The pandemic is winding down, businesses are reopening, yet normalcy is hidden by a mist of uncertainty. Some day we will know if the measures taken during the pandemic were the right ones. I don’t believe I am qualified to comment on that. All levels of government did what they thought was best, according to the information available to them. It is fair to say, though, that China and the WHO did not provide reliable information at the beginning.
I want to talk about one aspect of the pandemic. There was much fear-mongering at the beginning, with good intentions, to prepare people for a monumental health crisis. However, 80% of the deaths from COVID-19 have occurred in long-term care facilities.
We have known for years that there are risks when we take people whose health is not robust and place large numbers of them in one place. Influenza and Noro viruses spread like wildfire in such a setting. A little carelessness in food handling exposes many frail people to gastrointestinal upsets, sometimes fatal.
Why do we think it’s a good idea to expose them to such risks? Possibly because we don’t know what else to do with people who are no longer contributors to society. We have lost the respect we should have for elderly people. The best thing to do is put them in a place where professional staff can amuse them and care for them until the end of their days.
I know many of them have dementia. But evidence suggests that dementia develops more slowly when people feel they are doing something of benefit to others. Wouldn’t we all benefit if we could break down the walls of age segregation? Perhaps this pandemic has given many people time to ponder whether our pursuit of new and change is delivering the benefits we expected.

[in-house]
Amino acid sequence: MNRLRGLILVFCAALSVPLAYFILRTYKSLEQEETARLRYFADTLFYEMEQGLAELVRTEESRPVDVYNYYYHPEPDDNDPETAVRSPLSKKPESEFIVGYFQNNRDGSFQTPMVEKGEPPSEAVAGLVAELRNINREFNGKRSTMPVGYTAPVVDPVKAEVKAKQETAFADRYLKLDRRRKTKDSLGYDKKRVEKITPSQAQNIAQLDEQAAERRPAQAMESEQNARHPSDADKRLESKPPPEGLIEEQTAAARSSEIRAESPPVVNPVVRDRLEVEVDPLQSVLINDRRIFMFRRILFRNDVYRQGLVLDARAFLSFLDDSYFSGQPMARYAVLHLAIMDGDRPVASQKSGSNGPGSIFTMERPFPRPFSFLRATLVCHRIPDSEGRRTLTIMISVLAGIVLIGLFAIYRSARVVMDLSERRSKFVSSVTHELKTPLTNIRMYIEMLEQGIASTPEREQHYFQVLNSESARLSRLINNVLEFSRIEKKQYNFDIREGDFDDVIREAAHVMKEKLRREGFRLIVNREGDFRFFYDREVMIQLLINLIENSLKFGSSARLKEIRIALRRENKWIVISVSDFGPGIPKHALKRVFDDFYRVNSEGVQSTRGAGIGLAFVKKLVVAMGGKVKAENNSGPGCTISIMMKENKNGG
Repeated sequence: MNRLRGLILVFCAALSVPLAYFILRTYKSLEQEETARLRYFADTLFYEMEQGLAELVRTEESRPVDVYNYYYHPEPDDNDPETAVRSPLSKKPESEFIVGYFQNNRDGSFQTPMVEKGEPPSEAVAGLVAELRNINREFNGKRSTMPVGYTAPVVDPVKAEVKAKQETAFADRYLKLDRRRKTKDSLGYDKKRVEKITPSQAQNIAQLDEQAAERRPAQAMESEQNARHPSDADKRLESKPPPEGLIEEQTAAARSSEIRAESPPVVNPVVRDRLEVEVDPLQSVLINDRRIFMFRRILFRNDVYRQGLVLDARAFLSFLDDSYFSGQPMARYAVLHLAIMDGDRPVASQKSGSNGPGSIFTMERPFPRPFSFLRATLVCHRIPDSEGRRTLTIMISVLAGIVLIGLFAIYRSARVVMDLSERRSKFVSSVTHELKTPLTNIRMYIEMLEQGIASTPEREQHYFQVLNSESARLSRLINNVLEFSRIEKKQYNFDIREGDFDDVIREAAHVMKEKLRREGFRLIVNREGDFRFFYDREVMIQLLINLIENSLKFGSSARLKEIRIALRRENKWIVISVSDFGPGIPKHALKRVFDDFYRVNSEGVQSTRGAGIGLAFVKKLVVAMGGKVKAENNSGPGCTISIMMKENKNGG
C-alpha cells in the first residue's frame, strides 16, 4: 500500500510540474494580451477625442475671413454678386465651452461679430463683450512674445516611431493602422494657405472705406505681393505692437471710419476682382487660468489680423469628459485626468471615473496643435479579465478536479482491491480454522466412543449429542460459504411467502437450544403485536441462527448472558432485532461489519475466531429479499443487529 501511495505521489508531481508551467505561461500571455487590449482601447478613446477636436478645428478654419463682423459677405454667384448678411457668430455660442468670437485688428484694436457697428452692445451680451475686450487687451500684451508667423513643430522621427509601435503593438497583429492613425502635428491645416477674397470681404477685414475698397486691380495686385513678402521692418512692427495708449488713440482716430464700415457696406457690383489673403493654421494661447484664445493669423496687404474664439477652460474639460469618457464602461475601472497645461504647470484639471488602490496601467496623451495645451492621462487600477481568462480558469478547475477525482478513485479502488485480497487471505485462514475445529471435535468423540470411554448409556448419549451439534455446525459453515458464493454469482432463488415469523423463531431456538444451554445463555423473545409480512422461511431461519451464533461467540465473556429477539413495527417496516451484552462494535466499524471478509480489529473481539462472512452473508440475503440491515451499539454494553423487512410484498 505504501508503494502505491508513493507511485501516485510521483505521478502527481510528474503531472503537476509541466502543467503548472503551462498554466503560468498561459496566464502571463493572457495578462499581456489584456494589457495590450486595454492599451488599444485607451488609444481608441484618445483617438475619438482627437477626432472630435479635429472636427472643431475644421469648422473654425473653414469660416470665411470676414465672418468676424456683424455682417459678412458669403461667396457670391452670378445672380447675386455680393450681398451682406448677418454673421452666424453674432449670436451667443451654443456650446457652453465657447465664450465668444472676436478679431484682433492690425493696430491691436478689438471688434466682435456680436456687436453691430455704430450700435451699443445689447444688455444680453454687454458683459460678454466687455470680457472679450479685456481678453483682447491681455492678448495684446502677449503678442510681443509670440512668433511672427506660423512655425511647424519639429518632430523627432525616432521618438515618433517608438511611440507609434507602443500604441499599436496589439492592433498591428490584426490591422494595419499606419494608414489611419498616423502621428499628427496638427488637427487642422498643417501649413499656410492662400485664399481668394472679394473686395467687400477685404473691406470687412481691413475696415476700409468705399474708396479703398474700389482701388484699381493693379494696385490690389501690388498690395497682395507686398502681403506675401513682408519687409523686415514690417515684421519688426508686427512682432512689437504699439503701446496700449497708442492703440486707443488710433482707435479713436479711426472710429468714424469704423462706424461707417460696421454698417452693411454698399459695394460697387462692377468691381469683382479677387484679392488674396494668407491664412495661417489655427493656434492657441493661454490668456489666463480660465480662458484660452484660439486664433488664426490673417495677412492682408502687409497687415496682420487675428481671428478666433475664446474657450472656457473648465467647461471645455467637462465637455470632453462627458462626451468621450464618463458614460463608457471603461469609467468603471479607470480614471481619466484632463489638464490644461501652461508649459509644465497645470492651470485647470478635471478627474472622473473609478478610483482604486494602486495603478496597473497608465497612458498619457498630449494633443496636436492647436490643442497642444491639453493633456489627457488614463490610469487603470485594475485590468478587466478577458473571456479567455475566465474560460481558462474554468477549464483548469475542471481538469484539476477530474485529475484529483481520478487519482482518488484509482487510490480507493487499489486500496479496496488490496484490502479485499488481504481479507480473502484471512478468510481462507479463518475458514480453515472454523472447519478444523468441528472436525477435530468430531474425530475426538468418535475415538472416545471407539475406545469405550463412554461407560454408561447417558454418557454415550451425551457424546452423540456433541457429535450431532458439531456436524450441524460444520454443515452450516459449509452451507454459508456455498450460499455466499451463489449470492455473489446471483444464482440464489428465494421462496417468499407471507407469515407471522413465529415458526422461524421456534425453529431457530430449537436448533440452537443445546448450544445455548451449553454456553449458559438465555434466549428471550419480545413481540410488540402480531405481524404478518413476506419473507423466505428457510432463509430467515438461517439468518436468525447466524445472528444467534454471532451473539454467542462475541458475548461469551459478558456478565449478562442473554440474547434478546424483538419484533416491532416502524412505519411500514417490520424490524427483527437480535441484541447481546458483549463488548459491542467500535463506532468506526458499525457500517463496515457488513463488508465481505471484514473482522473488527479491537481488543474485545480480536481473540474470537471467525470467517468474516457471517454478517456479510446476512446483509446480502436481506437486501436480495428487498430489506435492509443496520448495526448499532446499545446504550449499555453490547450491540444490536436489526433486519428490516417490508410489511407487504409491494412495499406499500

Every life lived has a story that can offer insights and encouragement to others. I’m not talking about nostalgia. That’s when the old folks get together and talk about how things were better in the good old days. Honestly, though, in many ways they were not better. But people have learned lessons from the difficulties they have faced, the mistakes they have made.
Getting back to my starting point about the way we care for the elderly, I don’t have any ideas about how we should change the institutions we now have. But I think social distancing is a horrible choice of words. We had far too much of that, already. Let’s do physical distancing as long as it’s needed. But lets build social connections between young and old and all strata of our society. I believe we will all benefit. Emotional and mental health are as important as physical health. People who are emotionally and mentally healthy are usually more physically healthy.